Bush) said in the group's statement. Wheeler, however, does not agree with NCTA's claim that the market is "highly competitive," a view that influenced numerous FCC policies. The FCC's Republican future Commissioner Mignon Clyburn will be the sole remaining Democrat in the FCC after the departure of Wheeler and Rosenworcel. Wheeler today called Clyburn "the conscience of the commission." The FCC will have a 2-1 Republican majority in Trump's first days, though another Republican and Democrat will likely be added to restore the FCC's traditional 3-2 split.
All members of the commission are nominated by the president and confirmed by the Senate, with minority party commissioners usually being selected based on suggestions from the minority party leadership. Wheeler said he met with Trump advisors to help facilitate the transition. He said that they had "good meetings" but declined to say what was discussed.
Trump appointed three advisors who are outspoken opponents of the FCC's net neutrality rules and are affiliated with the conservative American Enterprise Institute (AEI). Wheeler mostly declined to speak about the Trump administration's potential policies but said he hopes that net neutrality rules that forbid blocking, throttling, and paid prioritization will survive. One possibility is for Congress to eliminate Wheeler's net neutrality rules and impose a new, weaker version. "I hope that if there is legislation, that it is net neutrality in more than name," and "not some kind of false labeling where net neutrality rules are actually gutted under the name of being net neutrality," Wheeler said. The Title II reclassification was criticized by ISPs who claimed it would hinder investment, although a Comcast executive recently admitted things haven't turned out so bad. "There is no dearth in the number of folks who are willing to manipulate [network investment] numbers," Wheeler said today. "I think the key is we should be looking at investment decision numbers as they are reported to the FCC and shareholders, in which all of the major ISPs are talking about increasing investment." Wheeler pointed to ISPs building gigabit networks, saying, "the margin in high-speed broadband is very good."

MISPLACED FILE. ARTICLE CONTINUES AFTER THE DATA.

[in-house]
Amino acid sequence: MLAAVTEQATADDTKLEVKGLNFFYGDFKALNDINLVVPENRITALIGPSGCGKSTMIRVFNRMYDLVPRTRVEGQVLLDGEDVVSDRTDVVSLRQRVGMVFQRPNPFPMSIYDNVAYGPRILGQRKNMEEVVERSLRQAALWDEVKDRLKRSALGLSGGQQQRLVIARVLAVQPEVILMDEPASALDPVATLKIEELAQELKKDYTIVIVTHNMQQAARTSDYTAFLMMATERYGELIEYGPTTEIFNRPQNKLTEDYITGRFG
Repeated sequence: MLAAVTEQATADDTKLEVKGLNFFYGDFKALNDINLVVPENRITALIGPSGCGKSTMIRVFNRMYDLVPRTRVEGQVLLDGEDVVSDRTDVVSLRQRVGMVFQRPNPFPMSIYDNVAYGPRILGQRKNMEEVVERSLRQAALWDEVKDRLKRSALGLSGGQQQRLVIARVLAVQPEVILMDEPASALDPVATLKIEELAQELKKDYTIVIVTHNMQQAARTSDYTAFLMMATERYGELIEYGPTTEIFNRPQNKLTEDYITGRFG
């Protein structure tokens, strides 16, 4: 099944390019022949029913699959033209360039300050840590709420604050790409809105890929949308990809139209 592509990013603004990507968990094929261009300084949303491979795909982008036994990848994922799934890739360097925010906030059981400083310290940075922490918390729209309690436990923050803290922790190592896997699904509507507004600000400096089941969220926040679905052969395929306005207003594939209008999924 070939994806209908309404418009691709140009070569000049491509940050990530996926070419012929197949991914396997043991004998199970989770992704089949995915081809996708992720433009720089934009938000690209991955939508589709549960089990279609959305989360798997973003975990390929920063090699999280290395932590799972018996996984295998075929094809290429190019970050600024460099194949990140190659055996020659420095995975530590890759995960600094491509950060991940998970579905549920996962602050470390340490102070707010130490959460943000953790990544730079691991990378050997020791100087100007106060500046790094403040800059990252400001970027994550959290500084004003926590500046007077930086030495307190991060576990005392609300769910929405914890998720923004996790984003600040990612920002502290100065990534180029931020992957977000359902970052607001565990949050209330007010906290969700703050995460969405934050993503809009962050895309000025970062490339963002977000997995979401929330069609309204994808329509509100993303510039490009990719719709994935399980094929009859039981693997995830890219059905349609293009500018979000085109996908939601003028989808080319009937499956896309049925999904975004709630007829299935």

Symantec has filed a patent infringement lawsuit against Zscaler alleging the cloud security vendor violated seven of its patents in its portfolio.
Zscaler offers a security platform that uses a cloud-based firewall proxy architecture to deliver a full portfolio of software-as-a-service web and network security solutions.
The lawsuit, filed with the U.S.
Federal District Court for the District of Delaware, claims that Zscaler violated Symantec's patents around web security, DLP, threat prevention, access control and antivirus.